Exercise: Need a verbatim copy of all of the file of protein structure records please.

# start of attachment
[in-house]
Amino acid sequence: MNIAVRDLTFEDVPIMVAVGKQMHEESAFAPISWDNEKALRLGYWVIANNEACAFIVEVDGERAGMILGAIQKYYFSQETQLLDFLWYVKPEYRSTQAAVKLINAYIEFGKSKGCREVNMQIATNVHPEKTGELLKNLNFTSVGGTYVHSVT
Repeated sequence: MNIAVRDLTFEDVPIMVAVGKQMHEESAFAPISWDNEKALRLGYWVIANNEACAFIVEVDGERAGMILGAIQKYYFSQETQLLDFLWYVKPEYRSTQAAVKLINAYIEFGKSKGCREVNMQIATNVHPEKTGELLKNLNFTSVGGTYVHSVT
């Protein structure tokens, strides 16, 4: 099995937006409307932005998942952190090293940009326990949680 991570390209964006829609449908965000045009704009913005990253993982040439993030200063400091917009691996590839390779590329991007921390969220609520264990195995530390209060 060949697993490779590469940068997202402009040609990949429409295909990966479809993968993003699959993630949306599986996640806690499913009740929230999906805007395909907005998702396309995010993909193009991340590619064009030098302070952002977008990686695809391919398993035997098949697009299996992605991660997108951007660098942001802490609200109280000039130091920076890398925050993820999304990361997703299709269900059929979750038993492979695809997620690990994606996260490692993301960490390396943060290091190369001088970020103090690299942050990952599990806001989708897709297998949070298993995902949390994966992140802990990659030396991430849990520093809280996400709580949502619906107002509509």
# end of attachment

[in-house]
Amino acid sequence: MNIAVRDLTFEDVPIMVAVGKQMHEESAFAPISWDNEKALRLGYWVIANNEACAFIVEVDGERAGMILGAIQKYYFSQETQLLDFLWYVKPEYRSTQAAVKLINAYIEFGKSKGCREVNMQIATNVHPEKTGELLKNLNFTSVGGTYVHSVT
Repeated sequence: MNIAVRDLTFEDVPIMVAVGKQMHEESAFAPISWDNEKALRLGYWVIANNEACAFIVEVDGERAGMILGAIQKYYFSQETQLLDFLWYVKPEYRSTQAAVKLINAYIEFGKSKGCREVNMQIATNVHPEKTGELLKNLNFTSVGGTYVHSVT
């Protein structure tokens, strides 16, 4: 099995937006409307932005998942952190090293940009326990949680 991570390209964006829609449908965000045009704009913005990253993982040439993030200063400091917009691996590839390779590329991007921390969220609520264990195995530390209060 060949697993490779590469940068997202402009040609990949429409295909990966479809993968993003699959993630949306599986996640806690499913009740929230999906805007395909907005998702396309995010993909193009991340590619064009030098302070952002977008990686695809391919398993035997098949697009299996992605991660997108951007660098942001802490609200109280000039130091920076890398925050993820999304990361997703299709269900059929979750038993492979695809997620690990994606996260490692993301960490390396943060290091190369001088970020103090690299942050990952599990806001989708897709297998949070298993995902949390994966992140802990990659030396991430849990520093809280996400709580949502619906107002509509």